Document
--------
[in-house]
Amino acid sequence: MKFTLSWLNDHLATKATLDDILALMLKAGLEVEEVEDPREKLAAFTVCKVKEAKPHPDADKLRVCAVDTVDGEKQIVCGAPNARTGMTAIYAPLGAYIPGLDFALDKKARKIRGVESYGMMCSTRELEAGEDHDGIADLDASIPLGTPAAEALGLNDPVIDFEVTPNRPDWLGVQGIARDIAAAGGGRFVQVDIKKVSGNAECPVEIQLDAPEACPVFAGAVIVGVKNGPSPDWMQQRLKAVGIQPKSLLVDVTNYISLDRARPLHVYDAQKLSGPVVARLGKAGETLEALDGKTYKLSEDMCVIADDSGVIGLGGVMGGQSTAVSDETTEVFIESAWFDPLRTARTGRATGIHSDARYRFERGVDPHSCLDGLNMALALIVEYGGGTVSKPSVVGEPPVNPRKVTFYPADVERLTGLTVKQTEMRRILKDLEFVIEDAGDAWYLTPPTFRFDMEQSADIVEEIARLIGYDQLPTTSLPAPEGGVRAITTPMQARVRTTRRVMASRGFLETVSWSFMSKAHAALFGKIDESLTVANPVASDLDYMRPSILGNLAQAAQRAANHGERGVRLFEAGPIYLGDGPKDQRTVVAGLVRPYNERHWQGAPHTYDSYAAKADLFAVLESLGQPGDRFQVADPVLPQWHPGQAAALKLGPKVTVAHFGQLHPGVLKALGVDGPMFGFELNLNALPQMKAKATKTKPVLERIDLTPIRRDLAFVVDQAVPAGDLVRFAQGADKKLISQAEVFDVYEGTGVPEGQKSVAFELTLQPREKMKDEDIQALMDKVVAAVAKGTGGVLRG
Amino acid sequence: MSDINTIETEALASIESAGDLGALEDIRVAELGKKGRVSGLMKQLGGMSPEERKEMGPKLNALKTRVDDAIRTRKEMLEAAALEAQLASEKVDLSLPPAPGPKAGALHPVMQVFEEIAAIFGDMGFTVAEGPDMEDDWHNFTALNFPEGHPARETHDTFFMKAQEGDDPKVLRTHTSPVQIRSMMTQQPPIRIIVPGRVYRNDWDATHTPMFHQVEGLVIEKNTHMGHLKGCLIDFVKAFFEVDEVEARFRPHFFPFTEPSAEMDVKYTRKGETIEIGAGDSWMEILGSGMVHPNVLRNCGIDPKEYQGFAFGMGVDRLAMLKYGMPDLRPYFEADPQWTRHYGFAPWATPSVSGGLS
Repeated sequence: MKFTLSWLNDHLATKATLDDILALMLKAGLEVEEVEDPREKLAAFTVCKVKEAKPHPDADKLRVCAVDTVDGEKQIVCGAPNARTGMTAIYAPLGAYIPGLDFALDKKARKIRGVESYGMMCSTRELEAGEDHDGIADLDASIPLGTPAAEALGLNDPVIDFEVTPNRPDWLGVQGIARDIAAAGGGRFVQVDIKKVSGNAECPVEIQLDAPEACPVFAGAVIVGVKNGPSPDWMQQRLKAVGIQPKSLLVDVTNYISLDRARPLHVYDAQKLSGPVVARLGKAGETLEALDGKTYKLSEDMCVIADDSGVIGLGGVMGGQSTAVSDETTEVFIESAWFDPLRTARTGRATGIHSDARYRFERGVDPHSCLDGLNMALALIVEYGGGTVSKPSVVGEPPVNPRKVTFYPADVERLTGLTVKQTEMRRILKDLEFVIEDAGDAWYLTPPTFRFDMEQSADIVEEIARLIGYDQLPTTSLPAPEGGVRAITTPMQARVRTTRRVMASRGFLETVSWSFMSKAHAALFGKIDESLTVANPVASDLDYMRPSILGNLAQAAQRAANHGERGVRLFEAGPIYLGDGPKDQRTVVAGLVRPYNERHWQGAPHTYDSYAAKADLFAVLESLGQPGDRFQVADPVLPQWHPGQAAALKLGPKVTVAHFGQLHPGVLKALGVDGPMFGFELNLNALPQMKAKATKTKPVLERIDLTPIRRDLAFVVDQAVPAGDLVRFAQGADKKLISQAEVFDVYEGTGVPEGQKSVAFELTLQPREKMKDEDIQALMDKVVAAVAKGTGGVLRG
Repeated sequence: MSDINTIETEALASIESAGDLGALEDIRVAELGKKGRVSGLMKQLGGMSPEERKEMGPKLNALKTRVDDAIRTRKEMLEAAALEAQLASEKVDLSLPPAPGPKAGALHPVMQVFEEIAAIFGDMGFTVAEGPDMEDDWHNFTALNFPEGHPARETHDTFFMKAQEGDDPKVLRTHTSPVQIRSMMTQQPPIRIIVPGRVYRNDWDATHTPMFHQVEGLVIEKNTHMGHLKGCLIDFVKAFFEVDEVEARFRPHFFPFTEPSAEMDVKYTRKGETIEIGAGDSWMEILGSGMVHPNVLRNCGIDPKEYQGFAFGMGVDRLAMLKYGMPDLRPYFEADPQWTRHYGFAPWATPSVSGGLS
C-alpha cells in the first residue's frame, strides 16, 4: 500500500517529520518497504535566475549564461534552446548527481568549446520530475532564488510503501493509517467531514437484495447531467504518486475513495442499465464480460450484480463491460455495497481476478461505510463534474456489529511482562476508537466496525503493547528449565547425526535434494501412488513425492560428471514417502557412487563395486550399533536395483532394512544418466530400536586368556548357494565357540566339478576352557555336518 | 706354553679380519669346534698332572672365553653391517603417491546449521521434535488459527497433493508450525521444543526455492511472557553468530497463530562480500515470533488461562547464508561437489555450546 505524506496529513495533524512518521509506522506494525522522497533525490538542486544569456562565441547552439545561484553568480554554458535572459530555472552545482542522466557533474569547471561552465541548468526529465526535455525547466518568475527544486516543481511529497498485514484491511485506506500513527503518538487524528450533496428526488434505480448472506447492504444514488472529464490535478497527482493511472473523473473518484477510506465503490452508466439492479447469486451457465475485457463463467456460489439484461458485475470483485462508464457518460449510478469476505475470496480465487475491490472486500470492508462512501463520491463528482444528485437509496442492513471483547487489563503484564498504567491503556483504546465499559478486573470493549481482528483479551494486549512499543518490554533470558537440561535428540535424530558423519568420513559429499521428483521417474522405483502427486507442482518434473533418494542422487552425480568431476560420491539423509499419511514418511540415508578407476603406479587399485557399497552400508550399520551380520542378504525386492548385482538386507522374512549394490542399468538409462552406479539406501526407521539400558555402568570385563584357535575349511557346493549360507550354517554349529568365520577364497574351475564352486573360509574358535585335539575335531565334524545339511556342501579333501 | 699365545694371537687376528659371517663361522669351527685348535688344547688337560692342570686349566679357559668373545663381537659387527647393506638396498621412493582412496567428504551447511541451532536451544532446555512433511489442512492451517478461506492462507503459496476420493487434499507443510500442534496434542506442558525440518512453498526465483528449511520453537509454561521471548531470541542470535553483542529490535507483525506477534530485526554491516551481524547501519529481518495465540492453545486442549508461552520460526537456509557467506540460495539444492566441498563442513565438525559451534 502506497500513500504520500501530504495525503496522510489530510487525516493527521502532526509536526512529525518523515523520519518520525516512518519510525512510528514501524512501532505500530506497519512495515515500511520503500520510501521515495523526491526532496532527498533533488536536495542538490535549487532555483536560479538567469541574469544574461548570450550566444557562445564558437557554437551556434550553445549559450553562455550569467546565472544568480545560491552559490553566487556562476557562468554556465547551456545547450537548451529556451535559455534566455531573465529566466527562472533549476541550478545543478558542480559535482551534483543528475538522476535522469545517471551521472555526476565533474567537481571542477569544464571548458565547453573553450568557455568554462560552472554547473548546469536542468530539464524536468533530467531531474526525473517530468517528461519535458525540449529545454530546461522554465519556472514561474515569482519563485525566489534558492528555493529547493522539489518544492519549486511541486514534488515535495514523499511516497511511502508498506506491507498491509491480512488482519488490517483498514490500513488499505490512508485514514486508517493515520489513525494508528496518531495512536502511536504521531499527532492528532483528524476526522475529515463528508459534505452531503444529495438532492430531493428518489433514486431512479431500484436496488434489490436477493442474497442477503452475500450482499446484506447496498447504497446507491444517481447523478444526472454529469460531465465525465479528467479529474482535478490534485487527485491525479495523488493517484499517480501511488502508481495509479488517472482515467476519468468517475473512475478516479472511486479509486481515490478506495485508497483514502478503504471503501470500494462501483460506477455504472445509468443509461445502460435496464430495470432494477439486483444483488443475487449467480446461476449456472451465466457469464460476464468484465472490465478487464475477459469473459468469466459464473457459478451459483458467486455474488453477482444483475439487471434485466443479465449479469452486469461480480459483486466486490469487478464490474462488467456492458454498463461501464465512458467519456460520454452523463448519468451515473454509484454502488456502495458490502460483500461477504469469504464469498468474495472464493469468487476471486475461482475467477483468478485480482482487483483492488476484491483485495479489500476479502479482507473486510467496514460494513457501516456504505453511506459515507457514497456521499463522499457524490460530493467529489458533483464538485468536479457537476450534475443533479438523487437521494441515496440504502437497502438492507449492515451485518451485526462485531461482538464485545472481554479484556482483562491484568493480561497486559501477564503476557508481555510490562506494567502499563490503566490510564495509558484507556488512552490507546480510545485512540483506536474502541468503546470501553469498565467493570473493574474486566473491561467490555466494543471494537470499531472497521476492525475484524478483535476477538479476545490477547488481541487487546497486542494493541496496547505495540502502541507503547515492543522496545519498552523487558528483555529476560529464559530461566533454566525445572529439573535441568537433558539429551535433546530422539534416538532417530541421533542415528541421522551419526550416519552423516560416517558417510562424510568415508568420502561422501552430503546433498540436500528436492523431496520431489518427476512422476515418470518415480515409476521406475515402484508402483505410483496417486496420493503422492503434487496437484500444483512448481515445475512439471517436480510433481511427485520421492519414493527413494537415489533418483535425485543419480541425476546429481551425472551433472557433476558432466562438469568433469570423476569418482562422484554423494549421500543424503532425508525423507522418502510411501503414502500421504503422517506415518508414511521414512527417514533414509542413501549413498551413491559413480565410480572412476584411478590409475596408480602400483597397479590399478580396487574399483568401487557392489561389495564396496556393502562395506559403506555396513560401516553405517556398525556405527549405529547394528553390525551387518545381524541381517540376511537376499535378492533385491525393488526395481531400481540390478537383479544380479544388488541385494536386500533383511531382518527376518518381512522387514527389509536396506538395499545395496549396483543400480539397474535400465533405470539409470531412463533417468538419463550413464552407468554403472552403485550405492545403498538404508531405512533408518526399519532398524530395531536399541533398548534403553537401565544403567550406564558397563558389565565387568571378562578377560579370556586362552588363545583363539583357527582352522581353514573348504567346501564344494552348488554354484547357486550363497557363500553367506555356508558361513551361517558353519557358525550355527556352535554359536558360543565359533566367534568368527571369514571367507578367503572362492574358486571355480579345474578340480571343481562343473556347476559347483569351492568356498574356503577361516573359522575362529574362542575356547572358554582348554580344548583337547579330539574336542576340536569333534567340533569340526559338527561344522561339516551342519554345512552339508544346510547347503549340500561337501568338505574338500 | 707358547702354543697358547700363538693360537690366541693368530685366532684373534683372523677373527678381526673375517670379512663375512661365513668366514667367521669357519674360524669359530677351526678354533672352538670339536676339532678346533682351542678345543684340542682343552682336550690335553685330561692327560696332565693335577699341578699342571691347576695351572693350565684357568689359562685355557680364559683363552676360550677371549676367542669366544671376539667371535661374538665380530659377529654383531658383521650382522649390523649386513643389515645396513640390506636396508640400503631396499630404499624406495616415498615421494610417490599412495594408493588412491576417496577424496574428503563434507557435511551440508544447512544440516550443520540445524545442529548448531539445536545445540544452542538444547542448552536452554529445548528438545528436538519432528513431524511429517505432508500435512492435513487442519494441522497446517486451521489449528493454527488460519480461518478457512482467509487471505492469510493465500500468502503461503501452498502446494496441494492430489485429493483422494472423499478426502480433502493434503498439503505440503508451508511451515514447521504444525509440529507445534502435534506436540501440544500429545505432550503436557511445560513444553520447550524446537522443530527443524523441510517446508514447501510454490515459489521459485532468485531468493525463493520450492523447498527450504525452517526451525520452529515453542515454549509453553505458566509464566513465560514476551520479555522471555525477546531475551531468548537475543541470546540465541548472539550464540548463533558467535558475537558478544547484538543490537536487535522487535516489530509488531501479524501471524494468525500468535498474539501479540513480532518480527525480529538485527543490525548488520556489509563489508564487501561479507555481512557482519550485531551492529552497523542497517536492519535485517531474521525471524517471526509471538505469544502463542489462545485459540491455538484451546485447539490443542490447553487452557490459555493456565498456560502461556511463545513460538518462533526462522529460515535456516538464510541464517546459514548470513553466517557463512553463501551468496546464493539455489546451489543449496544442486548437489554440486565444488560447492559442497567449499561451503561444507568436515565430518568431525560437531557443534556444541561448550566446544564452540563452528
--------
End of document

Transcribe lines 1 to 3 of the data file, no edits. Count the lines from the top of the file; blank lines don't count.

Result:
[in-house]
Amino acid sequence: MKFTLSWLNDHLATKATLDDILALMLKAGLEVEEVEDPREKLAAFTVCKVKEAKPHPDADKLRVCAVDTVDGEKQIVCGAPNARTGMTAIYAPLGAYIPGLDFALDKKARKIRGVESYGMMCSTRELEAGEDHDGIADLDASIPLGTPAAEALGLNDPVIDFEVTPNRPDWLGVQGIARDIAAAGGGRFVQVDIKKVSGNAECPVEIQLDAPEACPVFAGAVIVGVKNGPSPDWMQQRLKAVGIQPKSLLVDVTNYISLDRARPLHVYDAQKLSGPVVARLGKAGETLEALDGKTYKLSEDMCVIADDSGVIGLGGVMGGQSTAVSDETTEVFIESAWFDPLRTARTGRATGIHSDARYRFERGVDPHSCLDGLNMALALIVEYGGGTVSKPSVVGEPPVNPRKVTFYPADVERLTGLTVKQTEMRRILKDLEFVIEDAGDAWYLTPPTFRFDMEQSADIVEEIARLIGYDQLPTTSLPAPEGGVRAITTPMQARVRTTRRVMASRGFLETVSWSFMSKAHAALFGKIDESLTVANPVASDLDYMRPSILGNLAQAAQRAANHGERGVRLFEAGPIYLGDGPKDQRTVVAGLVRPYNERHWQGAPHTYDSYAAKADLFAVLESLGQPGDRFQVADPVLPQWHPGQAAALKLGPKVTVAHFGQLHPGVLKALGVDGPMFGFELNLNALPQMKAKATKTKPVLERIDLTPIRRDLAFVVDQAVPAGDLVRFAQGADKKLISQAEVFDVYEGTGVPEGQKSVAFELTLQPREKMKDEDIQALMDKVVAAVAKGTGGVLRG
Amino acid sequence: MSDINTIETEALASIESAGDLGALEDIRVAELGKKGRVSGLMKQLGGMSPEERKEMGPKLNALKTRVDDAIRTRKEMLEAAALEAQLASEKVDLSLPPAPGPKAGALHPVMQVFEEIAAIFGDMGFTVAEGPDMEDDWHNFTALNFPEGHPARETHDTFFMKAQEGDDPKVLRTHTSPVQIRSMMTQQPPIRIIVPGRVYRNDWDATHTPMFHQVEGLVIEKNTHMGHLKGCLIDFVKAFFEVDEVEARFRPHFFPFTEPSAEMDVKYTRKGETIEIGAGDSWMEILGSGMVHPNVLRNCGIDPKEYQGFAFGMGVDRLAMLKYGMPDLRPYFEADPQWTRHYGFAPWATPSVSGGLS